I don’t agree with some of what David Simon writes in his contrarian post on all of this, but I think he’s right to question whether “the NSA and FBI have their shit together enough” to handle this “vast big-data stream of electronic communication.”

“That is tens of billions of phone calls and for the love of god,” Simon writes. “How many agents do you think the FBI has? How many computer-runs do you think the NSA can do?”

The ugly, vacuous graphic above comes from a snarky post by Matt Yglesias in which he notes that “well-run organizations wouldn’t rely on this kind of garbage in their internal presentations.” But it’s even worse than that, actually — the graphic comes from a PowerPoint presentation. That’s what was leaked, alerting the public to the scope of this massive meta-data collecting effort — “a top secret 41-slide PowerPoint presentation.” I’m willing to accept, in theory, that some massive, secretive, nefarious agency might be capable of meaningfully sifting through all of the vast volume of data the government is now collecting. But it’s hard to reconcile such a theoretically omnicompetent agency with the kind of outfit that would use PowerPoint, or that would regard an MS Office application as something appropriate for “top secret” use.

My point here is not to say, “Don’t worry, they don’t know what they’re doing,” but rather to suggest that because they may not know what they’re doing, we might want to worry differently. A secretive, unaccountable, omnicompetent agency poses one kind of threat to civil liberties. A secretive, unaccountable, semi-competent agency poses another.

If the NSA, CIA, et. al., are actually more capable than I suspect of putting all this data to use for “national security” and preventing terrorism and all that, then the much-discussed “debate” about the “balance” between security and privacy really would be an appropriate conversation.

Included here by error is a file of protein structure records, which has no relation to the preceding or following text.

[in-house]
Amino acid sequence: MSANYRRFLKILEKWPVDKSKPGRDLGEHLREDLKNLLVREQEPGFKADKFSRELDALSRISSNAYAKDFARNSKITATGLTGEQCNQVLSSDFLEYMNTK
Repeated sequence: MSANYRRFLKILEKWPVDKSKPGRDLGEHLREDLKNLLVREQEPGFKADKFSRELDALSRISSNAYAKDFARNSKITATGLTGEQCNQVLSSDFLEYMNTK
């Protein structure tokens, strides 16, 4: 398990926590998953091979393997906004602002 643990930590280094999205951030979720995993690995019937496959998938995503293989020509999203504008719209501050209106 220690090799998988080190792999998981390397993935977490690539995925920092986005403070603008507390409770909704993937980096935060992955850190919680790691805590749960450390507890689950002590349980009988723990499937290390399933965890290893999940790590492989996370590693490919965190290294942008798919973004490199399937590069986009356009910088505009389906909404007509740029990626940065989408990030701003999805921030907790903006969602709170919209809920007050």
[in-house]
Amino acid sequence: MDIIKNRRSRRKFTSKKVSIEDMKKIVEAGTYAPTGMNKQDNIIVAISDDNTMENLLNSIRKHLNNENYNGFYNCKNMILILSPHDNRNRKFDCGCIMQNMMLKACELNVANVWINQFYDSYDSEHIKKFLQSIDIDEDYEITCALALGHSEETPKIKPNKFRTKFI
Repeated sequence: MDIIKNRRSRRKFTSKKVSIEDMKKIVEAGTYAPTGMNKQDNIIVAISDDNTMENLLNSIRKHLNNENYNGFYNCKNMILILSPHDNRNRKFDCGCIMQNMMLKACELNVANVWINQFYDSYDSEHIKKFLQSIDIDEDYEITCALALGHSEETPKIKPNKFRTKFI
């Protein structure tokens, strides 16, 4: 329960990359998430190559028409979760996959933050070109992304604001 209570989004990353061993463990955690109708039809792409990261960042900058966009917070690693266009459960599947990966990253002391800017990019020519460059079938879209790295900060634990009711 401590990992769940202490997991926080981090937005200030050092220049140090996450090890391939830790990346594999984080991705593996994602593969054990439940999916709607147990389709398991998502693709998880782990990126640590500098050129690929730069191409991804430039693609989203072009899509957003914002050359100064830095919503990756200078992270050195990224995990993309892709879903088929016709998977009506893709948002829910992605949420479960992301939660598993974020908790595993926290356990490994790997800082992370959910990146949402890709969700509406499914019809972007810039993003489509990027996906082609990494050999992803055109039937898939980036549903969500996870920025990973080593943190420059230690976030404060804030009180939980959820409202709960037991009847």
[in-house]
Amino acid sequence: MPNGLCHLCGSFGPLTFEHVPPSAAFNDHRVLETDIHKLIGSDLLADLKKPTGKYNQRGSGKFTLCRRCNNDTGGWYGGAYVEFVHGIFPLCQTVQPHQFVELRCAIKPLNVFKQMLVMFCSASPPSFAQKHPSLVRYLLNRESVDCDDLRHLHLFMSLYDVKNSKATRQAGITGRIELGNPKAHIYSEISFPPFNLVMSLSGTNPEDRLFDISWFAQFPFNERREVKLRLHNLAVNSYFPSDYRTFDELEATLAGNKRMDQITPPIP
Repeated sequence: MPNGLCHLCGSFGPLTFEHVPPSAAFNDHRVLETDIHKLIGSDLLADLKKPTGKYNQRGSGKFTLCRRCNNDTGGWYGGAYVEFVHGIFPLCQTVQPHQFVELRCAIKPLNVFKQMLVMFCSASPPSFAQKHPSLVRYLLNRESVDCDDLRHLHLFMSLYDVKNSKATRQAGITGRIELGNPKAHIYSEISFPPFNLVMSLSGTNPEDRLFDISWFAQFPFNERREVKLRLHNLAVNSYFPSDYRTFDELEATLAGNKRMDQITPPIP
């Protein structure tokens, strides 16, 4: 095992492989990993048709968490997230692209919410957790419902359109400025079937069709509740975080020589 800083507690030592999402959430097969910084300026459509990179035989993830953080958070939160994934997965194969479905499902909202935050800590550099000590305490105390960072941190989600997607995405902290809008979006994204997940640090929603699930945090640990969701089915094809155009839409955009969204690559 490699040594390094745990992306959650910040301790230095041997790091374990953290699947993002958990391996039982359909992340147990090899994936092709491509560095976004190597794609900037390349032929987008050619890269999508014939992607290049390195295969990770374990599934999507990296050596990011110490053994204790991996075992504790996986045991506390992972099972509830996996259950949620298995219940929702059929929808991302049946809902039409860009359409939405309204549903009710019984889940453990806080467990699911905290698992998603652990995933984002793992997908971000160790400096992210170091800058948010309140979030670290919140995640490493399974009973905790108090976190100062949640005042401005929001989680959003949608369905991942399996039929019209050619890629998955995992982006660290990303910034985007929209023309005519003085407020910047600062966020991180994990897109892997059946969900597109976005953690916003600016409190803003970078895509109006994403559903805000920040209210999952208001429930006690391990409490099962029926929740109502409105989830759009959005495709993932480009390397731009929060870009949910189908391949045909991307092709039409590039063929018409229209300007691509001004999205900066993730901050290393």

But what if they’re not actually capable of sifting and “mining” all this data? What if they’re simply collecting more data than they’ll ever be able to make sense of? What if those Utah supercomputers wind up being little more than glorified floppy disks filled with the unsearched and unsearchable records of everybody’s phone calls to everybody else?

In that case, we’re talking about agencies which are collecting all this data for little reason other than because they can, without any legitimate “national security” pretext — without any excuse.

 

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  • Chris Hadrick

    You can’t work for my sister then. Don’t sweat it though, neither could I.

  • dpolicar

    I agree that the specific computations that implement human thinking aren’t easy for us to construct, and that several tasks that we originally thought we could approach that way (like text translation) we’ve made great progress on using different strategies instead.

    It’s also true that the specific biological structures that implement bird flight aren’t easy for us to construct, and that several tasks that we originally thought we could approach that way (like heavier-than-air flight) we’ve made great progress on using different strategies instead.

    I would not conclude from the latter that bird flight is not a function of biological structures; no more do I conclude from the former that human thought is not a function of computation.

  • P J Evans

    ‘Hi, NSA guy!’
    Given the sites that I frequent, they already know me. (And at one point, I had a secret clearance, so I know I’m in the files somewhere just for that.)

  • P J Evans

    I get e-mail from Pakistan offering study-abroad, electronics and watches, web-design services. The ones in Cyrillic are usually business offers; Ghu only knows what the ones in other scripts are.

  • Gotchaye

    I don’t follow. We have lots of reason to think that the human brain isn’t optimized for speed. It’s extremely concerned with being energy-efficient and being able to fit through a vagina at a certain stage of development. Given that we have some silicon-based artificial brain, we can put more physical space between bundles of artificial neurons, crank up the voltage, pump in lots of liquid nitrogen, and overclock that sucker.